DEDHAM — Carla shook a tambourine, while Dorothy played the xylophone and Leni tapped her palms gently on an African drum. Vivian declined an instrument, but shimmied her shoulders when the music moved her.
Their walkers stood ready and their voices were wispy with age, but the eight group members sang with purpose, remembering every word of the Doris Day classic without prompting.
“We were sailing along, on Moonlight Bay. We could hear the voices ringing . . .,” they sang.
When they had finished “love’s old sweet song” and given themselves a round of applause, Clara proclaimed the group “ready for Symphony Hall.”
This music class at Hebrew Senior Life’s NewBridge on the Charles campus is what today’s cutting-edge Alzheimer’s treatment looks like.
Medications can’t stop the disease’s inexorable damage to the mind, and stress and agitation often remain challenging despite drug treatment. But a growing number of Alzheimer’s institutions and caregivers are realizing that a musical walk down memory lane — a dance class, storytelling session, art project, or museum tour — can do more than offer pleasant diversions. They can improve a number of disease symptoms as well as quality of life.
At a recent conference titled Artz and Dementia, some 150 Boston-area health professionals gathered at NewBridge on the Charles to learn how to provide the most benefit for people who are losing mental abilities.
The basic idea is to use art to engage and connect with people with dementia, said John Zeisel , president and cofounder of Hearthstone Alzheimer Care. No matter how many memories they’ve lost, an essential piece of who they always were still remains, said Zeisel, author of “I’m Still Here,” a 2009 book that focuses on this approach.
“It’s a human rights issue that everybody needs to be able to have a life,” Zeisel told conference attendees. “What is a life without creativity and art and discovery and learning?”
Even people who were not artistic or music lovers in their youth can be inspired by the sound of a song they heard on their first date, or by a painting that evokes an emotion, the speakers said.
For one woman, listening to Frank Sinatra brought her back to the happy summers of her teens when she would fall asleep by the radio, Marian Brown, associate director of Artz: Artists for Alzheimer’s, told the crowd.
“For her, it was very clearly something that triggered a deep-rooted memory,” Brown said. Recent memories and thinking ability may decline with Alzheimer’s, but long-term memories are still there, as are emotions.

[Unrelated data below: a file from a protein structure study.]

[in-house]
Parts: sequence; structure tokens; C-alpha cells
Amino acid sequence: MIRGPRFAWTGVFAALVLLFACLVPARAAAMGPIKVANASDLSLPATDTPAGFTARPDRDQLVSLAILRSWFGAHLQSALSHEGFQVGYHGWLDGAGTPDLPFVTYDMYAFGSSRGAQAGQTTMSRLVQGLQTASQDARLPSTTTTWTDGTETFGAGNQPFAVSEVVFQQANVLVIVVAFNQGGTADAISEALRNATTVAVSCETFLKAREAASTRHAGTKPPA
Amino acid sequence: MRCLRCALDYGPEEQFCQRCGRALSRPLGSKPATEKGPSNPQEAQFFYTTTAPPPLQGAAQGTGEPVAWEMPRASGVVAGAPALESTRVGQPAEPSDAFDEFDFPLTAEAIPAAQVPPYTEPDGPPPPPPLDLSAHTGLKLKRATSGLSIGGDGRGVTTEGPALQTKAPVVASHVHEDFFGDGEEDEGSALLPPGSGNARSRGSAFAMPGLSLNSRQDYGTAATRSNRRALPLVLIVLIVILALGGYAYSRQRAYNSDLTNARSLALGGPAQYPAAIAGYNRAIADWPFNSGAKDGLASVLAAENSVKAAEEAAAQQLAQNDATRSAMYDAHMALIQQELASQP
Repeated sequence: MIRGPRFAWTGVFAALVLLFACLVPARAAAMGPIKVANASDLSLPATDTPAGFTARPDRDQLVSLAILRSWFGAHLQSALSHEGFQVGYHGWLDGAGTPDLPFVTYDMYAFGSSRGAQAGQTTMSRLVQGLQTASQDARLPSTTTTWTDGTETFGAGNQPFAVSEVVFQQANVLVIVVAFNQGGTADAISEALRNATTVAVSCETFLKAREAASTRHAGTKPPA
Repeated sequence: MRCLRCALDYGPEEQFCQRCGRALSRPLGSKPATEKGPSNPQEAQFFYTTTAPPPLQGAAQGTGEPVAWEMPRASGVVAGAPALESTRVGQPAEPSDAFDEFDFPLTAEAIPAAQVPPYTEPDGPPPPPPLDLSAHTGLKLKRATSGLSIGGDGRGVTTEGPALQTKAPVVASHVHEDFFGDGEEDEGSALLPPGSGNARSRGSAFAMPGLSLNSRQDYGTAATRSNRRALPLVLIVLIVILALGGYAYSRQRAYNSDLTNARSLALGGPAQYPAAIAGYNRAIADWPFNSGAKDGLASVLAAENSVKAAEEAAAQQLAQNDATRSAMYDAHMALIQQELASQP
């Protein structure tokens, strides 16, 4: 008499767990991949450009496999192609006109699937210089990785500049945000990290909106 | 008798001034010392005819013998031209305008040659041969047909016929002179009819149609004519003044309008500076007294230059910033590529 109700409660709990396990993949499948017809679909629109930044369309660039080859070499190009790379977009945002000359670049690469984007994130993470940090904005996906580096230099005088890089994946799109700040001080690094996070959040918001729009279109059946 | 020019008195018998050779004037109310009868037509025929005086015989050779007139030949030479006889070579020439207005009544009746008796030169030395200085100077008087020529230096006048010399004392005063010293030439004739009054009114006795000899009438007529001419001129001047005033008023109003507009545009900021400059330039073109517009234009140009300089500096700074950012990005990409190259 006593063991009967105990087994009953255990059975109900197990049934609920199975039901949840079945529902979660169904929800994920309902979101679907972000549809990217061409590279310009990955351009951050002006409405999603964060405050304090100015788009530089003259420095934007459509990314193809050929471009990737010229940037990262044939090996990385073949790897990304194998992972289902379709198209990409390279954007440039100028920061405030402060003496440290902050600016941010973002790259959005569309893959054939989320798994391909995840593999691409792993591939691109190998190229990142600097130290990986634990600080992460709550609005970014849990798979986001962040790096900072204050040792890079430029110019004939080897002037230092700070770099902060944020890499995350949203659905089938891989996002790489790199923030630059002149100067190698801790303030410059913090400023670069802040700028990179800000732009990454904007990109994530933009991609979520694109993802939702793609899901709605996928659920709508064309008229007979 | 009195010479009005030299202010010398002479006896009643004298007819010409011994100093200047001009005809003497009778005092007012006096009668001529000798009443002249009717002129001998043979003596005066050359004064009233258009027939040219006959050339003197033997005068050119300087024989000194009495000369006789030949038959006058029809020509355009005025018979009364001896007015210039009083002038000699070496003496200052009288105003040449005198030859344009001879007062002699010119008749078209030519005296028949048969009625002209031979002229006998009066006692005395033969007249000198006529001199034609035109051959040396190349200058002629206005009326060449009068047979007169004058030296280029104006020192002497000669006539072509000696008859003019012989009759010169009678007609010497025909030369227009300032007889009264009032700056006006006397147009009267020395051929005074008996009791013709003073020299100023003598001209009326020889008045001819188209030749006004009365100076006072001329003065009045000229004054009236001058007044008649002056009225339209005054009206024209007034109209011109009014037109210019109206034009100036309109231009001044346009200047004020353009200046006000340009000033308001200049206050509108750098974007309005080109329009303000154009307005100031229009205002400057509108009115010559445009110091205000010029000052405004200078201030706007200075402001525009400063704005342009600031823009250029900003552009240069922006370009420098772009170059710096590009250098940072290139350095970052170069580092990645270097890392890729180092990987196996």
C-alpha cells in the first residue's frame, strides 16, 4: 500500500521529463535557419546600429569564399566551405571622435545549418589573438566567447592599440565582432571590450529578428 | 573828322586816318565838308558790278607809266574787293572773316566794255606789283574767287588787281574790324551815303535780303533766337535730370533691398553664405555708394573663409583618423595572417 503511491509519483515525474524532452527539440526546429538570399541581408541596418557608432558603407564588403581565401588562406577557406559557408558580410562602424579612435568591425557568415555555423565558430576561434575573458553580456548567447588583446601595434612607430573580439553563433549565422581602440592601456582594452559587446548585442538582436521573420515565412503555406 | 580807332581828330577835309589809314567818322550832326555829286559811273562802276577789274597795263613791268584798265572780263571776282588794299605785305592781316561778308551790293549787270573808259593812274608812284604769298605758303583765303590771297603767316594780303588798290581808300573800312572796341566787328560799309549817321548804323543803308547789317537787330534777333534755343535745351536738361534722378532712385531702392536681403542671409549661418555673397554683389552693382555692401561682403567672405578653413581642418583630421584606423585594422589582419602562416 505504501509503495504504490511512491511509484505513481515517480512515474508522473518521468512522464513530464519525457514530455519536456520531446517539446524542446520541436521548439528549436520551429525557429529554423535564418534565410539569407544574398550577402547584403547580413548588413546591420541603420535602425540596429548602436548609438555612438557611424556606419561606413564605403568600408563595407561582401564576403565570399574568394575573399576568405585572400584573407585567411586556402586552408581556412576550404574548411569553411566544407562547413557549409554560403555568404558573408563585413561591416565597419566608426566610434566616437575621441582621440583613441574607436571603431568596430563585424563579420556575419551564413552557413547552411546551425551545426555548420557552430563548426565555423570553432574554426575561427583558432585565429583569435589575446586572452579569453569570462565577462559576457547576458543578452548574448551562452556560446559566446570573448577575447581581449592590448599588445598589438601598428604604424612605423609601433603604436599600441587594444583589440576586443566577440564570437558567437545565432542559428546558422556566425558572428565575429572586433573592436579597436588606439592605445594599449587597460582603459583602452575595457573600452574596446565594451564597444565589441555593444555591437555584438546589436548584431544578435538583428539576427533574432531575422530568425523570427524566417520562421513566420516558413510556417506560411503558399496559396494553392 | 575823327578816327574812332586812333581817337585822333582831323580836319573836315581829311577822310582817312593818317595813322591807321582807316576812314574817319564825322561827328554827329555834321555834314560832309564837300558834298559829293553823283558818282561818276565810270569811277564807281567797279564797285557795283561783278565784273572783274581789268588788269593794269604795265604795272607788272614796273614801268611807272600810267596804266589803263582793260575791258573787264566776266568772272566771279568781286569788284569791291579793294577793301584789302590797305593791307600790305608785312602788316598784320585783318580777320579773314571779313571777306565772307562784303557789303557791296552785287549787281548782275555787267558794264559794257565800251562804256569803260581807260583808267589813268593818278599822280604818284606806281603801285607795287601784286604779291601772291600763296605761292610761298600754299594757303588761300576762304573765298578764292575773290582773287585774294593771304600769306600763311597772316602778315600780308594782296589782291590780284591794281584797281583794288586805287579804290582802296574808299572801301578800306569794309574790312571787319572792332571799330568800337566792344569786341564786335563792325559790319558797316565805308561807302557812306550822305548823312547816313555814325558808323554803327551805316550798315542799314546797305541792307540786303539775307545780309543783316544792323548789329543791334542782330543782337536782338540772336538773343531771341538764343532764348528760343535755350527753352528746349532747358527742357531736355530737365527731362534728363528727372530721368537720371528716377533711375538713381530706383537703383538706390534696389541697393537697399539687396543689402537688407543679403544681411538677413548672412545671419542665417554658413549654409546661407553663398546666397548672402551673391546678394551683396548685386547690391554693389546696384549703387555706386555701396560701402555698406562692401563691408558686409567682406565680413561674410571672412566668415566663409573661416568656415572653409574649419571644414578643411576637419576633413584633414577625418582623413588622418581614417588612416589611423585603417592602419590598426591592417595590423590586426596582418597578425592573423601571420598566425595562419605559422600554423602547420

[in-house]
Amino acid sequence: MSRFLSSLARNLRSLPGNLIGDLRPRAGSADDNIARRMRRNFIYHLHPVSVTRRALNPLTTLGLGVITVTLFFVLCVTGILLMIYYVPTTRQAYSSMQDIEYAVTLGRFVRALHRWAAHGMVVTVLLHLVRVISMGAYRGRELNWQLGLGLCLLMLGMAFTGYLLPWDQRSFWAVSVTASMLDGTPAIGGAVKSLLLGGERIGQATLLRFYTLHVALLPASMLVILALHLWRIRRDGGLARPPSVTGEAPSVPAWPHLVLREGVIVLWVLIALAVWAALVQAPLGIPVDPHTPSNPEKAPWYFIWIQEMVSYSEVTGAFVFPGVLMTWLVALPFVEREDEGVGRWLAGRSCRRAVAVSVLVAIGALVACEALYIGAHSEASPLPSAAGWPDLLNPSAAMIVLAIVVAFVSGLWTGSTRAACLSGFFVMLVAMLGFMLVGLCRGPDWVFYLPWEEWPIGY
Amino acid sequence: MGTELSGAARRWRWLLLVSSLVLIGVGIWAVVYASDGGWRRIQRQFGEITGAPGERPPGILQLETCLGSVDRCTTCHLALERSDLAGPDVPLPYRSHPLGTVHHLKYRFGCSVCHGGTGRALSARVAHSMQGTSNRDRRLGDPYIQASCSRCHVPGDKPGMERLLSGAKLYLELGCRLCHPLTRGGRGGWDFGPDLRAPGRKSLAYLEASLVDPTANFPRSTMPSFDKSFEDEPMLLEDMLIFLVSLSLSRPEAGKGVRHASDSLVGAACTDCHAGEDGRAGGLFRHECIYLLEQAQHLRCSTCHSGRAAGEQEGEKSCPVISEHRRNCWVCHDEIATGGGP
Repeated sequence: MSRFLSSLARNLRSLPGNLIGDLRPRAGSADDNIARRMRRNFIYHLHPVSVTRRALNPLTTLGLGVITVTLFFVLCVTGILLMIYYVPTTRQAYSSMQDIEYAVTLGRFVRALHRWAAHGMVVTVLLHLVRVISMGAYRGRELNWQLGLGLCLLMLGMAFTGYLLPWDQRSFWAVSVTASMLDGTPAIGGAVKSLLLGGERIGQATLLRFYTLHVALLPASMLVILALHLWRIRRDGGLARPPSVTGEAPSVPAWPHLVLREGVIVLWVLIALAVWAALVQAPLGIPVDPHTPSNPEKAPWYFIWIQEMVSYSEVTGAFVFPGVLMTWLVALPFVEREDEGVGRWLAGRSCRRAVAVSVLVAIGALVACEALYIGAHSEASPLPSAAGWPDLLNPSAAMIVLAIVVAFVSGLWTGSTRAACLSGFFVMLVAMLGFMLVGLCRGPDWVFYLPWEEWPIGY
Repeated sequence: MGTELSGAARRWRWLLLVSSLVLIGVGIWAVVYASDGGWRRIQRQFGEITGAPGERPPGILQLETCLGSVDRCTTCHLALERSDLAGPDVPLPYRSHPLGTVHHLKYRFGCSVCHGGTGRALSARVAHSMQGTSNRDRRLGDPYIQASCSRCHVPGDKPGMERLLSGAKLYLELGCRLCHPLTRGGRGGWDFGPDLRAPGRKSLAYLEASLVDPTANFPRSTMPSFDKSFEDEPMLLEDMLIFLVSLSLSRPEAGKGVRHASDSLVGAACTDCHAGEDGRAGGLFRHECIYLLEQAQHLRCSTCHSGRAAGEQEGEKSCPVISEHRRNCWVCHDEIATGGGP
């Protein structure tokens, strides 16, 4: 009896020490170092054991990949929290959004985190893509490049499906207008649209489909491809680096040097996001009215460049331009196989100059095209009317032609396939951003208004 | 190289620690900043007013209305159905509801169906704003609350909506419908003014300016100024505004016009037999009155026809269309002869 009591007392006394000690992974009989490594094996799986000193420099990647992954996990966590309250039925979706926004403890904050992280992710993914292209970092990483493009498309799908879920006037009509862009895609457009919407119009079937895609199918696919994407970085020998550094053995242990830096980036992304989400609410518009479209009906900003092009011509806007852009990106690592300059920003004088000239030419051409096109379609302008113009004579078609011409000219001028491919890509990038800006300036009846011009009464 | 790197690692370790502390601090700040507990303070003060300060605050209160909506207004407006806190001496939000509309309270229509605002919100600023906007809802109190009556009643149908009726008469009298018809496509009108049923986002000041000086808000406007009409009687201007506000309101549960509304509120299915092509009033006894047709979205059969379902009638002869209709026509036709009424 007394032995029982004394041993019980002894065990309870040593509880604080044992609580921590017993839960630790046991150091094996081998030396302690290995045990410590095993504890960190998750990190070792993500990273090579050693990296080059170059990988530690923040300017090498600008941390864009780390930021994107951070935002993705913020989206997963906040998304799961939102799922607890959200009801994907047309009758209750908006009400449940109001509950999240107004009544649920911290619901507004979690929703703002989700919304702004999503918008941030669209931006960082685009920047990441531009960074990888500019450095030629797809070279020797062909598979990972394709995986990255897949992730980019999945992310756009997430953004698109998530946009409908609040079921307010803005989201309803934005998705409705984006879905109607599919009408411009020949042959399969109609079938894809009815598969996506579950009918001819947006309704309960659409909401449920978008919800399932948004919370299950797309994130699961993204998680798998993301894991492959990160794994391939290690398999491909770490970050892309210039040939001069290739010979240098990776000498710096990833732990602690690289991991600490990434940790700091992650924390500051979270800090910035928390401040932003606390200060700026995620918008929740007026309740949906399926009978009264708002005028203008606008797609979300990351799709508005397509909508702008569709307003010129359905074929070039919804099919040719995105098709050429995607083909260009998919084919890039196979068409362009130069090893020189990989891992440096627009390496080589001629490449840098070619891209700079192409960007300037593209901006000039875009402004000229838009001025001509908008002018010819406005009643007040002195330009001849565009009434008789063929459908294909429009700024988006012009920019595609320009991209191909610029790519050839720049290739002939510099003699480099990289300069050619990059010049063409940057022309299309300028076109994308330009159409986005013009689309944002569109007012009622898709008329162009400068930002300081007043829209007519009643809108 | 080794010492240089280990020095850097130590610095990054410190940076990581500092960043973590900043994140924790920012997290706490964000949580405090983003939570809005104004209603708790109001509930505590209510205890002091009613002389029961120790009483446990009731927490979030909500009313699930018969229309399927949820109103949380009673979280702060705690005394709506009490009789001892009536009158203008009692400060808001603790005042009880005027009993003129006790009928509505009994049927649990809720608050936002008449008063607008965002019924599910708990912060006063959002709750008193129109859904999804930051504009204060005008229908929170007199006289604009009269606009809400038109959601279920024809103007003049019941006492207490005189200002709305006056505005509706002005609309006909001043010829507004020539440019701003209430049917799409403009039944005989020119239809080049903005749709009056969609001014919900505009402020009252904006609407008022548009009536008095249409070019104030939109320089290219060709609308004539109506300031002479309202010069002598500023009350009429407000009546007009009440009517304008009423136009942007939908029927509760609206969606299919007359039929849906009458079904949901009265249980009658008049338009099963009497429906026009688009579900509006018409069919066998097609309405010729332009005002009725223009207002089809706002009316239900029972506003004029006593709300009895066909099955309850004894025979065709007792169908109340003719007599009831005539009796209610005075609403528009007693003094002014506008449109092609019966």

“We don’t lose the ability to express joy,” added her colleague, Dee Brenner, Artz program coordinator.
The two help organize weekly local museum tours for people with Alzheimer’s, and walked conference audience members through some basic strategies for making such visits successful: Greet people when they arrive, remind them where they are, and make sure the artwork is big enough to be visible to a group.
“How does this make you feel? What do you see?” Brenner asks when leading a tour. She’ll avoid violent or disturbing images — but not sexual ones, which spur conversation, she said.
One of the key benefits of doing or appreciating art, Zeisel said, is that it challenges people who are usually doted on.
“When you are cared for, you lose your sense of who you are,” he said. “Everybody with dementia has a lot going for them. They can experience, they can be present, and they can develop.”
In the six facilities Zeisel’s organization runs in Massachusetts and New York, residents are encouraged to participate in regular artistic activities. They can usually choose between two activities at a time, and can also opt out.
At Hearthstone’s Marlborough residence, some 35 of the home’s 45 residents used to get agitated in the evenings, a common problem in Alzheimer’s known as sundowning. But when music therapist Joshua J. Freitas started playing soothing instrumental music at dinner time — he’s partial to recordings by cellist Yo-Yo Ma — most of the residents relaxed. Now, on a typical day, only eight or 10 need extra help from the staff.
Robert Stern, a professor of neurology and neurosurgery at Boston University, said a growing body of research is confirming the anecdotal evidence that the arts can improve quality of life, reduce stress, and allow the person to better connect to the world. Recent research suggests music can boost recall of personal memories.
“Whether it be fine arts, music, listening to music, going to museums. All those things do not have an impact on the disease per se. What they do most likely is they get through to the person with Alzheimer’s by exploiting the areas of the brain which are least impaired,” said Stern, also the director of BU’s Alzheimer’s Disease Center’s Clinical Core. “Anything that can touch the patient through that network of brain [areas] can have a profound impact.”Continued...